Yes......it's actually a beautifully choreographed "dance" between three very experienced engineers and three experienced firemen. ALL three locomotives are operated independently of each other. In the case of THIS triple header, there were two engines that are Mikados and the 315 is a small Consolidation. The really difficult addition to this scenario is that they are coal fired locomotives. All three engines have to be pulling EQUALLY to make this work. You can't have any driver slip on any engine or the burden on the other engines can change in a second! The two NG Mikados I believe were K36's and the 315 is a C18. K36 has about 36,000 pounds of tractive effort and the C18 has about 18,000 pounds. The K36 weighs just under 86 tons and the C18 weighs about 33 tons. 

      This post was edited by Gary Armitstead at December 10, 2019 9:21 AM EST
    • November 4, 2019 12:07 AM EST
      • Farmington, New Mexico
         
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      OK Guys......   The Triple Header on the 19th, was sorta a Grand finally for the C&TSRR end of year running, and a preview for the grand plans for the 50 year celebration in 2020.  I sadly wasn't there for prep or running that day. I was in SoCal for my 50 year HS class reunion....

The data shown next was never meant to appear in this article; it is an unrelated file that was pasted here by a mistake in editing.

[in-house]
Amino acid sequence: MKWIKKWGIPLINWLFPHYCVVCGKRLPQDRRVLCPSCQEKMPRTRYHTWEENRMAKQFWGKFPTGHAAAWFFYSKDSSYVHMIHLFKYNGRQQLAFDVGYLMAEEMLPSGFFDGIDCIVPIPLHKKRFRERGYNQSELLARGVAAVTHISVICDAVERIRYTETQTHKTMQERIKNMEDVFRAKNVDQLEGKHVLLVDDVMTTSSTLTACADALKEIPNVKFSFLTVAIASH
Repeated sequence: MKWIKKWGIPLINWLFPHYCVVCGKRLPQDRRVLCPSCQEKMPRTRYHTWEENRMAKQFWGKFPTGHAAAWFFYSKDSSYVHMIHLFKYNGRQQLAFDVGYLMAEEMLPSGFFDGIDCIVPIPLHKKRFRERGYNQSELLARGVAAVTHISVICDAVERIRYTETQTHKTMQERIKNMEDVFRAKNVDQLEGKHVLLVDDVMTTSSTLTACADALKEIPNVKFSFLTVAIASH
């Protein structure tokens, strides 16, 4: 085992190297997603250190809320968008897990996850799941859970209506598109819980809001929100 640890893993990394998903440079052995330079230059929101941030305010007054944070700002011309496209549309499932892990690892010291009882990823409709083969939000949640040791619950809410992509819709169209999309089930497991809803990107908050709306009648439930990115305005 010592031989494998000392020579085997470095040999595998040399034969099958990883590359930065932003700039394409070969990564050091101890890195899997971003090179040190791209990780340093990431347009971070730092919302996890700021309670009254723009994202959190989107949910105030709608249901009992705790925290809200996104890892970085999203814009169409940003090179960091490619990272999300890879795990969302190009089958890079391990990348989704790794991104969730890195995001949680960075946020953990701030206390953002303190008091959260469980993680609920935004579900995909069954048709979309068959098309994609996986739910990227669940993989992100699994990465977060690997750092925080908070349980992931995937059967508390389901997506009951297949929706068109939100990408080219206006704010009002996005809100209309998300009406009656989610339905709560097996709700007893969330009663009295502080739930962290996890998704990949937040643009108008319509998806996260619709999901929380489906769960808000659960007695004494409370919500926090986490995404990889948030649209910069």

A couple of things about Double and Triple Heading..... Multi engine runs are ONLY run up hill..... NEVER Downhill.  The smallest ( pulling power) engine is in front of the bigger engine(s). Helper engines are always cut off the string, before the down hill portion.  When a helper was added to the rear of a train, in steam days and a while after,  they were cut in front of the caboose,  something about the wooden frame tooth picking under the excessive strain.  In some cases they would cut them in the middle.

       

      ALL control of the train, lies with the lead engine. The brakes of the whole train are controlled by the lead engine, and the second and third engine has only control of their own engines brakes, not the whole train.  On an uphill grind where a double or triple header is needed brake use is rather limited.   The lead engineer "Talks" to the trailing engines by whistle.  Anything wanted by the lead engineer is whistled, and following engines "Echos" back the command,  which on a triple header, has a lot of tooting going on.. The trailing engineers drive by the seat of their pants to feel the pulling needed, max possible without spinning the wheels, or dragging down the other engines.

      ____________________________________

      New Mexico­ Northern ­Railroad
      D&RGW ­315 Crew ­member, Fireman
      RRR #4
      Board Memb­er, Durang­o Railroad­ Historica­l Society

    • November 4, 2019 12:29 AM EST
      • Farmington, New Mexico